Does too much soy = too much estrogen - VeggieBoards
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#1 Old 07-13-2009, 08:59 AM
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Hello Ladies



I am new to vegetarianism and am thankful to have such a plethera of experience to explore here.



My hubby and I have been ttc for nearly three years now so I'm fairly familiar with the whole process. However, I'm still learning about how my new diet may affect my fertility. My mom recently mentioned to me that she read somewhere that consuming too much soy may cause elevated estrogen levels thus negatively affecting my fertility.



Has anyone else heard anything about this? Or can you point me in the right direction?



Cheers
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#2 Old 07-13-2009, 09:36 AM
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I don't believe soy, when consumed in a normal human manner, is bad for your health. Just don't make processed soy (chik'n, veggie burgers, soy crumbles, etc.) part of every meal and snack. Eating too much of any food can create an over abundance of some stuff in the body while leaving out a whole bunch of other nutrients. A couple servings a day should be fine for most people. I'm 32 and just had a baby boy. It took less than a year to conceive (with no medical assistance). I consumed an average of 2 glasses of soy milk daily, plus the occasional tofu or veggie burger both before and during pregnancy. The baby and I are both perfectly healthy.
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#3 Old 07-13-2009, 10:17 AM
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wow, congrats on your new baby, he's soooo cute. I hope one day I will have one of my own



My gut feeling is similar, everything in moderation. I do enjoy a few glasses of soy milk a day and the occaisional soy product (ice cream, sour cream etc). I dont eat any meat substitute products though. I would imagine my consumption is within "normal" levels (perhaps just unsure of what normal is).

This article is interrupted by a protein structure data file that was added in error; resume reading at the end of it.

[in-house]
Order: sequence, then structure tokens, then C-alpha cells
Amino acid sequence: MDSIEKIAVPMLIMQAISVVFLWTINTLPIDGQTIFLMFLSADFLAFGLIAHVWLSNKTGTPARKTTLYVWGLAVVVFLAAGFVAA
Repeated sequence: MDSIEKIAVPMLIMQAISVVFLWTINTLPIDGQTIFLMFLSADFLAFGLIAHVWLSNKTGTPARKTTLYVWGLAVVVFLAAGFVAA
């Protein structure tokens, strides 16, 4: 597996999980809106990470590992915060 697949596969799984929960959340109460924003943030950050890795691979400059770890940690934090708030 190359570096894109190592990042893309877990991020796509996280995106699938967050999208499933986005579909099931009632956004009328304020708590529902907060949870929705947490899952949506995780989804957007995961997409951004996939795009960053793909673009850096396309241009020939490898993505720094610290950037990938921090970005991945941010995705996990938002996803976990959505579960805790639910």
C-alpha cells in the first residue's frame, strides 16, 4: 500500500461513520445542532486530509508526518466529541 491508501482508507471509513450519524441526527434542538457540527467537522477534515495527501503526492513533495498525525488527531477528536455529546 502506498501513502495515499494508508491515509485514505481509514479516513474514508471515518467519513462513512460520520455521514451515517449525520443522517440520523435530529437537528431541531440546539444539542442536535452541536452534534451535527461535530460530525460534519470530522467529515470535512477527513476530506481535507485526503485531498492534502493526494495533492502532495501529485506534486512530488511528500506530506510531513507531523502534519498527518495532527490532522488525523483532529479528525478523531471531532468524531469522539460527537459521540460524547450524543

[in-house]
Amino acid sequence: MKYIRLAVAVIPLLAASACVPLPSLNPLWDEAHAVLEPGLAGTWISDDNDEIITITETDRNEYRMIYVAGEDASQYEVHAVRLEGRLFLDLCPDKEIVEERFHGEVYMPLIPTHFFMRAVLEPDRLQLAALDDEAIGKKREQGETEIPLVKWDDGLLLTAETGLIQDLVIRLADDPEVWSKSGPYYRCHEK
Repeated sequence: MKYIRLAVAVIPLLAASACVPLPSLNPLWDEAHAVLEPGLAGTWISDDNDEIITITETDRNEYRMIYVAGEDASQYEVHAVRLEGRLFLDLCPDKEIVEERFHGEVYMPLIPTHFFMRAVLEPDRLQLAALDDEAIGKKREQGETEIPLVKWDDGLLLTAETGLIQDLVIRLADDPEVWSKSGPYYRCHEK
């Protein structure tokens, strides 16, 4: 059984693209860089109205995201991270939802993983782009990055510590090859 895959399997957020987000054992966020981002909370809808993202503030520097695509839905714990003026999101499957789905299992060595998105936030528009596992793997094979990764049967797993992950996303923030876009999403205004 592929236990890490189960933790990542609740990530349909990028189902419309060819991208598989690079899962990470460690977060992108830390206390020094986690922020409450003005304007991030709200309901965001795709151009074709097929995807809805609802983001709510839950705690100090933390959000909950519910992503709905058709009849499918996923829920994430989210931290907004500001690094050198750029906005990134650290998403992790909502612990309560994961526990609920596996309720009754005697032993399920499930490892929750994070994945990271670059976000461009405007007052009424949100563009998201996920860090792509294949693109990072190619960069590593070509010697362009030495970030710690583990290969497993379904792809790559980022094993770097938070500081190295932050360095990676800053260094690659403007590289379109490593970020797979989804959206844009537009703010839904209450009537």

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#4 Old 07-13-2009, 02:17 PM
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i think the real issue has to do with what your fertility looks like "now" and what it may look like with more or less soy.



if you do fertility charting, you should have a pretty solid sense of your cycle. you might then notice that if you reduce your soy intake (or get rid of it altogether) that the cycle either improves or it stays the same.



so, i would probably take 3 months as an experiment and see if there is an effect. if there isn't, then i would go back to my original soy consumption, and if there is, then i would not go back to it.



different people respond differently to soy and so consumption should basically vary.



i noted that my cycle was sensitive to soy, so i basically cut it out of my diet. i should also note that i am vegetarian and not vegan. it is possible to be a soy-free vegan; many are.



i really like garden of fertility for understanding the cycle at these 'deeper' levels, and they do mention the issue of soy, but they are also pro-omnivorism. i don't think it matters in so far as how to understand the cycle better as described in that book, i just offer that information about the book as "fair warning" to not toss the baby with the bathwater so to speak. the information is helpful, because it's about nutrients, even though there is a focus on specific origins.